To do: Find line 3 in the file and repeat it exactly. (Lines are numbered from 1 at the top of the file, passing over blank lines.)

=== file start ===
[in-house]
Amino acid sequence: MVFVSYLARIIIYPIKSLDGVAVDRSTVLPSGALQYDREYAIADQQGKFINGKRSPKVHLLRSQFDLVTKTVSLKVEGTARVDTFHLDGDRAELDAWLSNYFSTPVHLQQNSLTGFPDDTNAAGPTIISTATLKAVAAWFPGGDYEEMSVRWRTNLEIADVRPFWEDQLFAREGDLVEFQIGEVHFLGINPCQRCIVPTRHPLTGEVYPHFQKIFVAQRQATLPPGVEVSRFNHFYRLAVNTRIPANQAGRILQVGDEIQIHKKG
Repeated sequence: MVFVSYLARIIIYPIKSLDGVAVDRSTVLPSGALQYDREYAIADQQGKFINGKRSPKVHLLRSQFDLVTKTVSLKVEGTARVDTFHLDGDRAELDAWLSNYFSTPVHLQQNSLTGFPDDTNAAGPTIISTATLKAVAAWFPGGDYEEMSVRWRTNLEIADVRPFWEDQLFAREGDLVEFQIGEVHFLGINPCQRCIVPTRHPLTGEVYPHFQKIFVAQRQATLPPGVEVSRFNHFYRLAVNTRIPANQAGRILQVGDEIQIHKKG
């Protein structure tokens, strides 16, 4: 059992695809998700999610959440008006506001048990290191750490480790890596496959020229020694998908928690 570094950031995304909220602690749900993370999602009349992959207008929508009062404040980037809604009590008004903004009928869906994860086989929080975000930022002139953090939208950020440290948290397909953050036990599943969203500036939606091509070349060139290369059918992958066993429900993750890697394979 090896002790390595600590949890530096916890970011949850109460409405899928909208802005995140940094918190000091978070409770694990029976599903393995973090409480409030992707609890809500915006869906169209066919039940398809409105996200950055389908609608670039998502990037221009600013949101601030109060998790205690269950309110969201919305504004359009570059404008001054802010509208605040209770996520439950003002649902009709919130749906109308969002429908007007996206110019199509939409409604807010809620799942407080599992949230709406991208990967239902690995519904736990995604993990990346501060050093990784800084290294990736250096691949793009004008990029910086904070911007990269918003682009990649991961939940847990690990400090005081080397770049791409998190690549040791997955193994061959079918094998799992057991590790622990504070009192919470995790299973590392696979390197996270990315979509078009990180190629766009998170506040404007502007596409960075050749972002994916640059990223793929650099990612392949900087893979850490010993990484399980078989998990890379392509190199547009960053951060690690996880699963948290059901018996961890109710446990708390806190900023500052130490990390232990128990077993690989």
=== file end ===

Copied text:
Repeated sequence: MVFVSYLARIIIYPIKSLDGVAVDRSTVLPSGALQYDREYAIADQQGKFINGKRSPKVHLLRSQFDLVTKTVSLKVEGTARVDTFHLDGDRAELDAWLSNYFSTPVHLQQNSLTGFPDDTNAAGPTIISTATLKAVAAWFPGGDYEEMSVRWRTNLEIADVRPFWEDQLFAREGDLVEFQIGEVHFLGINPCQRCIVPTRHPLTGEVYPHFQKIFVAQRQATLPPGVEVSRFNHFYRLAVNTRIPANQAGRILQVGDEIQIHKKG